Would dragons exist if …?

The basis for the concept of ‘dragon’ was largely fossil evidence. People were finding large skeletons of a certain type, and postulating that there existed a type of creature to whom the fossils belonged.

The term “dinosaur” was adopted in the mid-19th century by paleontologists to describe a kind of reptile, based on somewhat similar fossil evidence but situated in a different theoretical context.

Yet, imagine: how would we think of dragons if the people who adopted the name “dinosaur” had decided instead on the name “dragon”?

Would we say that the old ‘dragons’ never existed, being supernatural, but new ‘dragons’ existed? Or would we, rather, say that dragons existed, and we used to have a mistaken conception of certain aspects of dragons? I.e., would we say that we have refined our concept of just what dragons were like?

Consider: the concept ‘dinosaur’ has undergone various theoretical changes: the exact time when the dinosaurs were alive, what they looked like, whether they were warm-blooded, their social behaviours, and so on. Yet, it seems odd to say after every conceptual change: the old ‘dinosaurs’ didn’t exist, but the new ‘dinosaurs’ do. Rather, we say: before we had the conceptual refinements, we were referring to creatures that existed, and we now have a better picture of exactly what they were like.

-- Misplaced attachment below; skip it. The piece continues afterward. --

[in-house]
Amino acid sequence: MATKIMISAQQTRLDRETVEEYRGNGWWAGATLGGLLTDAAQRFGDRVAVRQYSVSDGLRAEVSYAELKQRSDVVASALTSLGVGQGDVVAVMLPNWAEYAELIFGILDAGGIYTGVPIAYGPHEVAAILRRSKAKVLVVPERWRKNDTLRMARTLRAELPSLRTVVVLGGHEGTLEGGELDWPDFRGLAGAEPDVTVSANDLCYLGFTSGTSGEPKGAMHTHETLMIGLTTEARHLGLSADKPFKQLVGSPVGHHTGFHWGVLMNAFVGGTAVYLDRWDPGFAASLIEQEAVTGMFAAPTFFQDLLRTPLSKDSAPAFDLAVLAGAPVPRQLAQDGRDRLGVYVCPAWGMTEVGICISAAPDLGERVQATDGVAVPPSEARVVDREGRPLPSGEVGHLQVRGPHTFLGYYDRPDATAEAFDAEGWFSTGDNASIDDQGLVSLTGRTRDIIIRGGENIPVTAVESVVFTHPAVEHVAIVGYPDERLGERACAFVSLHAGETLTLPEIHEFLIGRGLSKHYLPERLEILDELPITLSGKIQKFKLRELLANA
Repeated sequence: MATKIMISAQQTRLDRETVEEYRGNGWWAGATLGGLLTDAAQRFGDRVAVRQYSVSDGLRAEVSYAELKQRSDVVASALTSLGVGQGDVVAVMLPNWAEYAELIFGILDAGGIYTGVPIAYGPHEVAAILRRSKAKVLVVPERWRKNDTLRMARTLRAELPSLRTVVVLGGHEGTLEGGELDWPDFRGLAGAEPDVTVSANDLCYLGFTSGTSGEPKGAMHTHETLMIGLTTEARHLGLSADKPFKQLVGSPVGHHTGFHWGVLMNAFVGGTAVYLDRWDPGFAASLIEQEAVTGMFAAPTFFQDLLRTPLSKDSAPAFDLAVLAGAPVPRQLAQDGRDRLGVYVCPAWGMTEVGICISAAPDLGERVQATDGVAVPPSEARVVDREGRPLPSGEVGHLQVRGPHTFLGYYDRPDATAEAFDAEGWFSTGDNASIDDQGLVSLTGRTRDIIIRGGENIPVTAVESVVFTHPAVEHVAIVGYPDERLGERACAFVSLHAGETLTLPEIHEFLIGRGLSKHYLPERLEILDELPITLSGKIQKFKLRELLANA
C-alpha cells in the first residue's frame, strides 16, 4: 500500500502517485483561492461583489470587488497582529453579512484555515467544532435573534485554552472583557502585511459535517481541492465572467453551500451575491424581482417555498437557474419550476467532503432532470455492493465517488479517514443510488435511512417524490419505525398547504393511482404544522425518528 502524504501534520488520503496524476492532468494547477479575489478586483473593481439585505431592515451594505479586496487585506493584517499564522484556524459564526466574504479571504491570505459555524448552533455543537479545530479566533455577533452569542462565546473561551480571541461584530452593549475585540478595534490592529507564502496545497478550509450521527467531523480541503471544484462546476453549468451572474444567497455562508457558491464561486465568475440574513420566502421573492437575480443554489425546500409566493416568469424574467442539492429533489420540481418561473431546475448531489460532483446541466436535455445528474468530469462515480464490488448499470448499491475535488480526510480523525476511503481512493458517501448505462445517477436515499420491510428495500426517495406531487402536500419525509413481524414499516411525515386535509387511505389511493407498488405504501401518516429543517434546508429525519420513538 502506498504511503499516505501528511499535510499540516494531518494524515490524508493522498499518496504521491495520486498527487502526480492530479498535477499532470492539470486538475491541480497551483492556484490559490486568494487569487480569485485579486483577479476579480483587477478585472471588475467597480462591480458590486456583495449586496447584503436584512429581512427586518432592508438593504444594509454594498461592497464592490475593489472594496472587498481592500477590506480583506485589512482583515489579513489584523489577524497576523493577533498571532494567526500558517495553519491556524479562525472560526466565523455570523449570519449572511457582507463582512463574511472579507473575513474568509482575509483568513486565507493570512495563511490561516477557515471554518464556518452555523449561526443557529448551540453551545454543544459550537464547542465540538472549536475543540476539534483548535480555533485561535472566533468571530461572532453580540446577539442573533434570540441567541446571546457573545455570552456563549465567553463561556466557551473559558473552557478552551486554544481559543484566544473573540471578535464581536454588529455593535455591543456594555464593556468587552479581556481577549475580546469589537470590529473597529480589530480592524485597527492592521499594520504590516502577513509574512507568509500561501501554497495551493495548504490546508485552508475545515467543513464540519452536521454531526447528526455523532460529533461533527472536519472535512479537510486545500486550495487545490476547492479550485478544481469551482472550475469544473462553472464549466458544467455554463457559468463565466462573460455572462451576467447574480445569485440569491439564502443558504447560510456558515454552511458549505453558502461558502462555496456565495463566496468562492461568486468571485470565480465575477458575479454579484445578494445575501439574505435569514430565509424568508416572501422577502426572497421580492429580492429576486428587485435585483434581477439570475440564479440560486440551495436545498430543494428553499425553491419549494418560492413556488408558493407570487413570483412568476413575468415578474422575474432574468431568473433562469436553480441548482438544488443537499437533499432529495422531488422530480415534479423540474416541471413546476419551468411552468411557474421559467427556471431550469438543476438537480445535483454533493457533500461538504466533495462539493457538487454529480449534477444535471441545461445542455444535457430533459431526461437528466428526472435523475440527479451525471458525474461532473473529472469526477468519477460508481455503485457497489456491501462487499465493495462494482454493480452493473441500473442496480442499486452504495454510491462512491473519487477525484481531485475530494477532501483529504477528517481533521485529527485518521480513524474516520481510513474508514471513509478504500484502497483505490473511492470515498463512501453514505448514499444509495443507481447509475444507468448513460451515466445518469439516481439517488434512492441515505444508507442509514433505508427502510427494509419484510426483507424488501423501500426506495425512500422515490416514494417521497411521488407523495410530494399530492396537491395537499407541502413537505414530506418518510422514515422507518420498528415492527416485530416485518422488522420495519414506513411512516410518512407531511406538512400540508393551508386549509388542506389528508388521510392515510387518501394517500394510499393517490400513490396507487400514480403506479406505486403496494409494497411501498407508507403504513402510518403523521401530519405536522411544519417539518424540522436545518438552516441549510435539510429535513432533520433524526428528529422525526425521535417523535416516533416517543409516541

Why can’t the same argument apply to ‘dragons’ into ‘dinosaurs’? It seems the naming convention is somewhat arbitrary. To be sure, when significant conceptual changes are made, people often pick a new name for something. Yet, they might not. Regardless, the name doesn’t seem to be what’s important to the reference of a term.

The question of reference, however, obscures another issue: we pick new names because they are useful. In particular, they help in gaining a certain sort of conceptual clarity. The point is that the concept ‘dragon’ is significantly confused. The concept ‘dinosaur’ is (we believe) less-so. We could simply transform the concept associated with the word “dragon” into the concept we now have associated with the word “dinosaur.” In the context of discovery, though, the introduction of new ‘pegs’ on which to hang the conceptual hooks is a significant practical consideration.

2 thoughts on “Would dragons exist if …?

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